If I’m deciphering today’s Japanese news reports correctly, an HTML5 based e-book format that can be read online in your browser will be launched in Japan on the 8th of December. The first book to be released on the platform is a draft screenplay of Tora! Tora! Tora! written by Akira Kurosawa, Hideo Oguni and Ryuzo Kikushima.
The screenplay in question is the 659-page version that Kurosawa worked on before being famously fired from the project, and not the final and much shorter shooting script that was used. It is apparently a free publication, and appears to come with storyboard images. The press release also mentions this to be the first time that the screenplay is published, but it remains unclear how the release differs from the versions that have already been available through the Akira Kurosawa Digital Archive.
In addition of celebrating the release of the new distribution platform, the e-book’s publication also coincides with the 70th anniversary of the attacks on Pearl Harbor, on which Tora! Tora! Tora! is of course based. The e-book requires a modern HTML5 capable web browser (Internet Explorer is currently not supported), and can be accessed regardless of your operating system or device, in theory allowing access through computers, smart phones, tablets and e-readers such as Kindle.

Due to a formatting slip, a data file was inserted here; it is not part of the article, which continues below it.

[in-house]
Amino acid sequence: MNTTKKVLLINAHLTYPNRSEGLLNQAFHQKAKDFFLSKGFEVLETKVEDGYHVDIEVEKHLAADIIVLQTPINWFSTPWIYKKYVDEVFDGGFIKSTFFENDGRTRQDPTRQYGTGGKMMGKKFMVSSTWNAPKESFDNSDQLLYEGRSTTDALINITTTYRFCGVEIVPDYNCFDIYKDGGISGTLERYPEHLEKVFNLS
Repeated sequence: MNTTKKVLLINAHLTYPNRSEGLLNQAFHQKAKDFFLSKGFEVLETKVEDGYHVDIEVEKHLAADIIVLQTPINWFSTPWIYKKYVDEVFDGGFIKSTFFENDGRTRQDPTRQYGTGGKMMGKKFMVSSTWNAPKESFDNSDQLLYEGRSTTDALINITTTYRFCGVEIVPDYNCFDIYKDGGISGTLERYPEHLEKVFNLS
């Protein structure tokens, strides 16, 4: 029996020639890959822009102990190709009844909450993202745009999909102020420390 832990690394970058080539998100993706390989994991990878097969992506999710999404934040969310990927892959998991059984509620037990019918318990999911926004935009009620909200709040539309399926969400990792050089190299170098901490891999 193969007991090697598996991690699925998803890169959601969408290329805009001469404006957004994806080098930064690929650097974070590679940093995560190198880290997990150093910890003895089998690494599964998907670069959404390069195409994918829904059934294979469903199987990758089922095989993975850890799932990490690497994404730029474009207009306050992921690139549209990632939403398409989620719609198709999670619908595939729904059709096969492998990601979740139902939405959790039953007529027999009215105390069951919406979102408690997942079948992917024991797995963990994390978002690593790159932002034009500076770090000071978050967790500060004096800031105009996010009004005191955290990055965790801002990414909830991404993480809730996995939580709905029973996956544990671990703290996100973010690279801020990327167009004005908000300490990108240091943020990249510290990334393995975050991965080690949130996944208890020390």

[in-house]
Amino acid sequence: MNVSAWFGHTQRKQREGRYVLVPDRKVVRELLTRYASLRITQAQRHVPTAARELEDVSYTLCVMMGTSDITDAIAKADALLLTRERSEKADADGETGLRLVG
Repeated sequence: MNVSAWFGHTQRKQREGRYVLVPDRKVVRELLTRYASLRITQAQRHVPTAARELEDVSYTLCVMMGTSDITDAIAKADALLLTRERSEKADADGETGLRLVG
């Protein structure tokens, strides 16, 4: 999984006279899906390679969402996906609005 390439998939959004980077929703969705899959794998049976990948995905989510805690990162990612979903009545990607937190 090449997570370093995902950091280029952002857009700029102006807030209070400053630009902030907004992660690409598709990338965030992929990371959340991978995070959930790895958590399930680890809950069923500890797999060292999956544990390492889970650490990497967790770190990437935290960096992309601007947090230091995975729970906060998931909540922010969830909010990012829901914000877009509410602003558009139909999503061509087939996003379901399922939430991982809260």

The book should be available from binb-store.com on the 8th of December, midnight Japanese time.
For information in Japanese, see for instance the original press release, Asahi.com and eBook User.
6 December 2011
They have now also announced a round table discussion on Tora! Tora! Tora!, which will start at 22:30 Japanese time on the evening of December 7, just before the midnight launch of the new e-book distribution platform and the e-publication of the screenplay through it. The discussion will be streamed live on Voyager’s ustream channel, in case you are interested (and can follow Japanese).
The talk will be between professor Yasuki Hamano (Communication Theory and Media Studies at University of Tokyo), Shinji Higuchi (special effects specialist, storyboard artist and director — he directed The Last Princess, among other things), Keiichi Hara (anime director) and Masaaki Hagino (president of Voyager, the company behind the e-book platform).
More details here.